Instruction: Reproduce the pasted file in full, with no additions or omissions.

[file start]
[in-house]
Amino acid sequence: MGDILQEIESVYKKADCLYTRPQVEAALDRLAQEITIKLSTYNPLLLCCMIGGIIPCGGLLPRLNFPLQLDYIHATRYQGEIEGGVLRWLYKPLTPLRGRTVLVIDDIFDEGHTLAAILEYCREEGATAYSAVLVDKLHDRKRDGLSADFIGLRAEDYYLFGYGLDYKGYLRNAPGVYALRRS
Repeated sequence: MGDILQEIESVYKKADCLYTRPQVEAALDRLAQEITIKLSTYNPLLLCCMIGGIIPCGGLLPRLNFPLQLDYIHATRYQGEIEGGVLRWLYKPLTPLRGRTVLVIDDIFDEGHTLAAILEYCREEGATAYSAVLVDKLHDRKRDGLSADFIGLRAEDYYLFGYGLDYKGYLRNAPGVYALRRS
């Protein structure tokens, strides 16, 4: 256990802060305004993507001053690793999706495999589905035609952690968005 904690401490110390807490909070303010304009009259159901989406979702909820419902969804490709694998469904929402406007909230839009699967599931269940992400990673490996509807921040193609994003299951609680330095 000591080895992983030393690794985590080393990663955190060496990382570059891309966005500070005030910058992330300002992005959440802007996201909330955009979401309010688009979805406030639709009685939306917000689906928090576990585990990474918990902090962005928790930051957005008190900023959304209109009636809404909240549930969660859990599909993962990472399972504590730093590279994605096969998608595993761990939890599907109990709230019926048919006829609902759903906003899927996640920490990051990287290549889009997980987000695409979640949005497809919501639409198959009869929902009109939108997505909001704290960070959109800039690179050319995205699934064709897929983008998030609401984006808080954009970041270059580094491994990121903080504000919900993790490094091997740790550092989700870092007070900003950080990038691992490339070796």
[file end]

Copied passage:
[in-house]
Amino acid sequence: MGDILQEIESVYKKADCLYTRPQVEAALDRLAQEITIKLSTYNPLLLCCMIGGIIPCGGLLPRLNFPLQLDYIHATRYQGEIEGGVLRWLYKPLTPLRGRTVLVIDDIFDEGHTLAAILEYCREEGATAYSAVLVDKLHDRKRDGLSADFIGLRAEDYYLFGYGLDYKGYLRNAPGVYALRRS
Repeated sequence: MGDILQEIESVYKKADCLYTRPQVEAALDRLAQEITIKLSTYNPLLLCCMIGGIIPCGGLLPRLNFPLQLDYIHATRYQGEIEGGVLRWLYKPLTPLRGRTVLVIDDIFDEGHTLAAILEYCREEGATAYSAVLVDKLHDRKRDGLSADFIGLRAEDYYLFGYGLDYKGYLRNAPGVYALRRS
């Protein structure tokens, strides 16, 4: 256990802060305004993507001053690793999706495999589905035609952690968005 904690401490110390807490909070303010304009009259159901989406979702909820419902969804490709694998469904929402406007909230839009699967599931269940992400990673490996509807921040193609994003299951609680330095 000591080895992983030393690794985590080393990663955190060496990382570059891309966005500070005030910058992330300002992005959440802007996201909330955009979401309010688009979805406030639709009685939306917000689906928090576990585990990474918990902090962005928790930051957005008190900023959304209109009636809404909240549930969660859990599909993962990472399972504590730093590279994605096969998608595993761990939890599907109990709230019926048919006829609902759903906003899927996640920490990051990287290549889009997980987000695409979640949005497809919501639409198959009869929902009109939108997505909001704290960070959109800039690179050319995205699934064709897929983008998030609401984006808080954009970041270059580094491994990121903080504000919900993790490094091997740790550092989700870092007070900003950080990038691992490339070796």